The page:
4. awesome post and nice pics:) - -Just a quick question: Isnt Yom Yerushalayim tomorrow?

  5. for some much needed inspiration:

  6. Sarah - YY Sameach!

    OC - At the right time... :)

    Mordy - Heh. And I know you're serious. But all right, let's race. Loser pays for all-you-can-eat at the steakhouse every month for a year. Deal?

    It definitely was different the next year. In a way, I learned a lot more on the next year's walk; but the emotional aspect was missing. Your year was still rough (and wasn't that when they did the gas masks?), but nothing compared to what we were getting - though I'm proud to say that nobody I was close with left.

    I still hitched, though for about 3 weeks in March I think it was I took a lot more Beit Shemesh sheiruts.

    Speaking of Dov, we should write about meeting Mashiach, no? :)

    Heh - I noticed the kippah too - I have the same one. Gotta love that. And each person learns what they're supposed to (hopefully) from their experiences. You guys had other crazy things to learn from, and though you may not have had the extra level of worry, you also were able to get around more. Nobody was going to town after Cafe Rimon was blown to pieces our year - many guys weren't leaving the Moshav. There's a lesson in that, but those people then didn't get the experience walking around J-town.

    YY Sameach, man.

    Rabbi - You were as skinny then as you are now! And if you'd read all my posts, you'd see I linked to TWO people with that! ;)

  7. Wow! Wow, wow, wow. I was there (before the intafada, though). I will never forget the experience!

  8. i was posting for the benefit of those who dont have all day to read all of your posts...:)

  9. IH - It is incredible, isn't it?

    Rabbi - What, people work? Why?!

  10. who said anything about working?!:)

  11. Wow.I'm starting to regret not going to the parade. It's amazing how time heals. Who even thinks twice before going to Ne'eman (where S'barro used to be)? Thanks for the reminder of how lucky we are to be able to live in Israel,in a relatively quiet time. May it only continue in peace.

  12. Rabbi - Behave!

    KM - Amen. Thank you.

  13. Yom Yershalayim is one of the most amazing days of the year. I always remember feeling awestruck by the unity of all types of jews when I walked through shar shechem each year (I purposly walked through shar shechem cuz I did not usually walk that way. But the armenian shuk? Come on Ezzie, when did anyone go the long way to the kotel... I always walked through the shuk!). Also I was always saddend to see our holiest city being treated like garbage by the people who reside there now. If only we would have kicked everyone out of the old city in '67 the the old city today might be like the old city in Tzfat, jews everywhere and not the slightest bit of fear to go anywhere. Regarding what Mordy said... it is true that many people were afraid during my first year in Israel (I was there the same year as ezzie was) however, i felt that in some ways people were more determined and resolved not to let the terrorist stop their daily lifesyle. That is why I purposly went to Ben Yehuda the day after the bombings to be their to show solidarity and to mourn with my fellow jews. (I was not thier at the bombings thank G-d, I was busy watching Harry Potter, which the thursday before came out in the theaters... maybe I should write a letter to J.K.Rowling thanking her...). This is why me and my friends went to chevron when ever we could and went to Gush Katif (Gaza) for four or five shabbosim (cant remember right now) to show our support to the jews who lived their (who always begged us to come back and to bring as many people as we can). This is why I hitched all over the shomron and yehuda (west bank) and constantly went to more and more places as much as I could, to really feel how it was to live and be in Israel. To really feel that this land is our land the land that G-d has given us. But I dont know... maybe me and my friends were just crazy!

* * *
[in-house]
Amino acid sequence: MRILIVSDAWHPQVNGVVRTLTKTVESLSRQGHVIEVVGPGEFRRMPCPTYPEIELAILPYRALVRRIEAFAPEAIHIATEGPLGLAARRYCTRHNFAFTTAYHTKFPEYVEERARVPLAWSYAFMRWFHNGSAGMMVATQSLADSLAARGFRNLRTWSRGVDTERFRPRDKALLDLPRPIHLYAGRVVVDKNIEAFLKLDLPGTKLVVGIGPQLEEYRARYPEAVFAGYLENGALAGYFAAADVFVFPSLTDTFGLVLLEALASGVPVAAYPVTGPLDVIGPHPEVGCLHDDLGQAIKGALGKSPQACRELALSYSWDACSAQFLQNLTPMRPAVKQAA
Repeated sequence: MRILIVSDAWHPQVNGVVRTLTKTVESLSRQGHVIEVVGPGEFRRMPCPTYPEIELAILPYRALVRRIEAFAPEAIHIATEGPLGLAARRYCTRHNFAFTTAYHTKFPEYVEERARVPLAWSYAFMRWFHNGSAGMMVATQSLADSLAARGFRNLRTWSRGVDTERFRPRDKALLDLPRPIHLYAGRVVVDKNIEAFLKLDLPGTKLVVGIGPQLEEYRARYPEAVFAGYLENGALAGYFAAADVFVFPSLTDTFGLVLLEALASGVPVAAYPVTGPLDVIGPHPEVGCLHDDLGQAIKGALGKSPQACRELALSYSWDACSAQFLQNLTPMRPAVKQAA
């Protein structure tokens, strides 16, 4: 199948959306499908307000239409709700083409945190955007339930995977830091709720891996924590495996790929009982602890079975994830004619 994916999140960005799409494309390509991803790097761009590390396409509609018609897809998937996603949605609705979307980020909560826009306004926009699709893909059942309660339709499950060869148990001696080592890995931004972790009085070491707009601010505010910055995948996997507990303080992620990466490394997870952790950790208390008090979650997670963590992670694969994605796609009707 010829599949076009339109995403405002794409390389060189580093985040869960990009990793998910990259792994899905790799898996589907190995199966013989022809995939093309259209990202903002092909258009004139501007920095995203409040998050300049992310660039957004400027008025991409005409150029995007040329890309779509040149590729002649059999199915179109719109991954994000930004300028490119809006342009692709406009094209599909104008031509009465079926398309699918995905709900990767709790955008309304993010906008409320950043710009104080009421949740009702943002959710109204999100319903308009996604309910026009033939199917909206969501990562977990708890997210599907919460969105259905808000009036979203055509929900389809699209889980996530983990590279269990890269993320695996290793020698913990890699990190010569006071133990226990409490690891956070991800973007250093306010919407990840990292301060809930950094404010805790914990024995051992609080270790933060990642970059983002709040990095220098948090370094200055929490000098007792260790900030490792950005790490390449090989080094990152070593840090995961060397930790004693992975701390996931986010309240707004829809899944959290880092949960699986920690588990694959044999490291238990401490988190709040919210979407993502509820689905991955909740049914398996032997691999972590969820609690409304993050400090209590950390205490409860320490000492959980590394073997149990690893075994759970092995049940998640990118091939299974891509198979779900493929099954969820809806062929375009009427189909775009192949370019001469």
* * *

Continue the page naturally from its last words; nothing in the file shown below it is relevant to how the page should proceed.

14. i felt that in some ways people were more determined and resolved not to let the terrorist stop their daily lifesyle

    Absolutely. I went the next Motzei Shabbos to where they had a memorial event on Ben Yehuda, also for solidarity and to mourn. There's a blog on my 'roll called Bein Adam L'Chaveiro (in the friends/family section) where a guy named Oose describes how someone was sitting in his normal seat the night of the BY bombing in Cafe Rimon, saving his life.

    I too was determined to continue hitching; I didn't for those 3 weeks by request of my cousins who felt it was not proper to make my parents worry extra.